## Sequences and Series of FactorialsA Lesson by cyphertext## This is my original work on a combinatorial problem. It is advised that you understand advanced calculus or calculus 3 to read it.
By: Steven Tao Zheng 23/03/2011 Print Notes: Sorry for the bad layout of equations, the original equations editor tool on Microsoft Word did not show when I pasted my document. If you want a copy with better quality, email me at eulerians@hotmail.com. Legend _a^b▒ = from limits a to b (of an integral or sum) 〖〗= type of brackets lim┬(n→∞)= the limit as n approaches infinity t_n = t subscript n
Arithmetic sequences and series deal with the growth and decay of patterns that have a common difference. Geometric sequences and series deal with the growth and decay of patterns that have a common rate. This introduction to factorial sequences and series is a definitive collection of theories and theorems that deal with a structured but unstable growth through the implementation of analytical reasoning. The purpose of this study is to derive a simple formula using analysis to build a standing theory on factorial sequences and series.
Consider the following problem: 1! +2! +3! +⋯+N! To this date, this simple yet elusive combinatorial problem has yet provided a simple formula for evaluation (a formula without the usage of special non-elementary functions).
1)The value of n and its factorial are natural numbers. 2)For factorials n≤6, the order of magnitude might be shared by more than one value of n. 3)The order of magnitude for factorials where n is greater than six are distinct, meaning they are different exponentiations of ten. 4)For every value of n, there is only one value for n!.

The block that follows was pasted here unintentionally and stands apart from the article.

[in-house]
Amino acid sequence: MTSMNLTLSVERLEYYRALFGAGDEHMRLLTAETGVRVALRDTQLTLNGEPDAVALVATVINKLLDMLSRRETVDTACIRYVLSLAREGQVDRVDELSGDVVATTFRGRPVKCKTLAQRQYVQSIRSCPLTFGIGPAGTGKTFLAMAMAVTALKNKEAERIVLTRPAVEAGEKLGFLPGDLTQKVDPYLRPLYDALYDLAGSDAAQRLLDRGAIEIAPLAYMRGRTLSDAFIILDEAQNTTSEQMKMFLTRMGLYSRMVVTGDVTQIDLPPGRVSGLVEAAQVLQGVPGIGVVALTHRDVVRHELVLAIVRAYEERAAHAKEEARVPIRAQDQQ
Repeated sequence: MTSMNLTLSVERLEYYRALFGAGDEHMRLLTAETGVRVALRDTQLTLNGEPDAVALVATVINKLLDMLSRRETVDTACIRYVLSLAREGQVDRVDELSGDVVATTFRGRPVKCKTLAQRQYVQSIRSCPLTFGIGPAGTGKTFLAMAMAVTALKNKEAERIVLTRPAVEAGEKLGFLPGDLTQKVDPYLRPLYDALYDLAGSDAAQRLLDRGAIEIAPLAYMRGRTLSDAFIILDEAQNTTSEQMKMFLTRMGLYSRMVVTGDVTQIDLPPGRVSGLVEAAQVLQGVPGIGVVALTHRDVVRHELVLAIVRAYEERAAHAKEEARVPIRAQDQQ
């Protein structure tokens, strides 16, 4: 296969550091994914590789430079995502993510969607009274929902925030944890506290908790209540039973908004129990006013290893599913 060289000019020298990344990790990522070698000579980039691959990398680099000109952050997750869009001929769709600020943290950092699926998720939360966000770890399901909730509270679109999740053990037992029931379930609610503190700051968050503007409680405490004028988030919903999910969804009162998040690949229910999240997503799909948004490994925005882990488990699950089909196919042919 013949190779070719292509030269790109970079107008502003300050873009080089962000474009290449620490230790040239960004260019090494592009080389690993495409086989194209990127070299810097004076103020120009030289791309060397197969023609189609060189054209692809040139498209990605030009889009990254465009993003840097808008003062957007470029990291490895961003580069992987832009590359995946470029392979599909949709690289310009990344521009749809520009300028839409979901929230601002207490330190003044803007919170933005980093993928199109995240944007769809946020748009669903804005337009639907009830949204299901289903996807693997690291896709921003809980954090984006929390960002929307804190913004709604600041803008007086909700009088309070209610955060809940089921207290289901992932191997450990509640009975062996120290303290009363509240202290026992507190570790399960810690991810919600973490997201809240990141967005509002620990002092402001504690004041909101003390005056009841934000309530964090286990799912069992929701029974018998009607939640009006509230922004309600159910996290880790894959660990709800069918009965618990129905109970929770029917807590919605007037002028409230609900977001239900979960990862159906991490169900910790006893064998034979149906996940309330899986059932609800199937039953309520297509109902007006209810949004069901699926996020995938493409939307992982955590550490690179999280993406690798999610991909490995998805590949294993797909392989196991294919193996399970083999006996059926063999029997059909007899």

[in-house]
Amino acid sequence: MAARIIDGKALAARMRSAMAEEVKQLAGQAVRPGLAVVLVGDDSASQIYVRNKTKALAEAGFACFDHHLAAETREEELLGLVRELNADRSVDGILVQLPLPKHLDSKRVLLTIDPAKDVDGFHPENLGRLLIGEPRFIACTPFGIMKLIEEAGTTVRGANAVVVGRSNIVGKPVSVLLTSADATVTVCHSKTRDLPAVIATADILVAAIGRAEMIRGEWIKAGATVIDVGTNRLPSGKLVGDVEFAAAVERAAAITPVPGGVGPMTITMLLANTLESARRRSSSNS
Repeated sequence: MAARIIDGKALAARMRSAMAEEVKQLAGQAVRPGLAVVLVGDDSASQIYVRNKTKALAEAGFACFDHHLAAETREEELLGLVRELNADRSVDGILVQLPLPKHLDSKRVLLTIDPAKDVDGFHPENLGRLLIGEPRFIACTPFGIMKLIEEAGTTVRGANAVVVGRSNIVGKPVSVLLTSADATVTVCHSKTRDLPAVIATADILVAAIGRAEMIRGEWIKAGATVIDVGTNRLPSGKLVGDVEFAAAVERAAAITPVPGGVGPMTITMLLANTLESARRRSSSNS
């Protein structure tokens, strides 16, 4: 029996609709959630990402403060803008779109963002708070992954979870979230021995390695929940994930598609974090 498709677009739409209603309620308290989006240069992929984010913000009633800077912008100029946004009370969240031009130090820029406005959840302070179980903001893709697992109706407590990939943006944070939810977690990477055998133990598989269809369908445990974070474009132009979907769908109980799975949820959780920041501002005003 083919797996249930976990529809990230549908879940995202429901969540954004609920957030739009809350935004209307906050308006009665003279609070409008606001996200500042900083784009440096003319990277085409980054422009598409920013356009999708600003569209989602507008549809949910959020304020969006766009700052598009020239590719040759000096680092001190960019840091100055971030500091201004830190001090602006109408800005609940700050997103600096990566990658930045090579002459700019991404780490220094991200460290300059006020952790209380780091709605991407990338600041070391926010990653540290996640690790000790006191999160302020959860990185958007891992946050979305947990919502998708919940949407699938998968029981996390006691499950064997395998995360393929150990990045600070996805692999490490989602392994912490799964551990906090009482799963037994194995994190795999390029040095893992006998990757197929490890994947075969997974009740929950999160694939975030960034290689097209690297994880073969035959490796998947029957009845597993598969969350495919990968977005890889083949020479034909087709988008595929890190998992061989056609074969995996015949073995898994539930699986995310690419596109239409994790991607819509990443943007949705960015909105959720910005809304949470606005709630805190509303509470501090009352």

Mathematical sequences are sets of numbers whose behaviour follows a set pattern. When dealing with factorial sequences, only the natural numbers play a role, making the entire sequence discrete. [Axiom 1] Let t_n describe a factorial sequence. t_n t_n=k f (t_n) =c (t_n) t_1 1 f (t_1) =c t_2 2 f (t_2) =2c t_3 6 f (t_3) =6c t_n n! f (t_n )=n!c
Suppose a problem involving finding the nth term of a factorial sequence looked like this: (f (t_n))/ (f (t_3)) =20 f (t_n )=20*3!c f (t_n )=5!c n!c=5!c n!=5! n=5 Small factorials can be easily determined. However for a problem like this one: (f (t_n))/ (f (t_7)) =2.413593262×〖10〗^13 (n=19) The problem presented above is difficult to solve mentally.
(f(t_18))/(f(t_5))= 18!c/5!c=5.335311421×〖10〗^13 Conceptually, the nth terms’ are identical to the value of n and the constants cancel.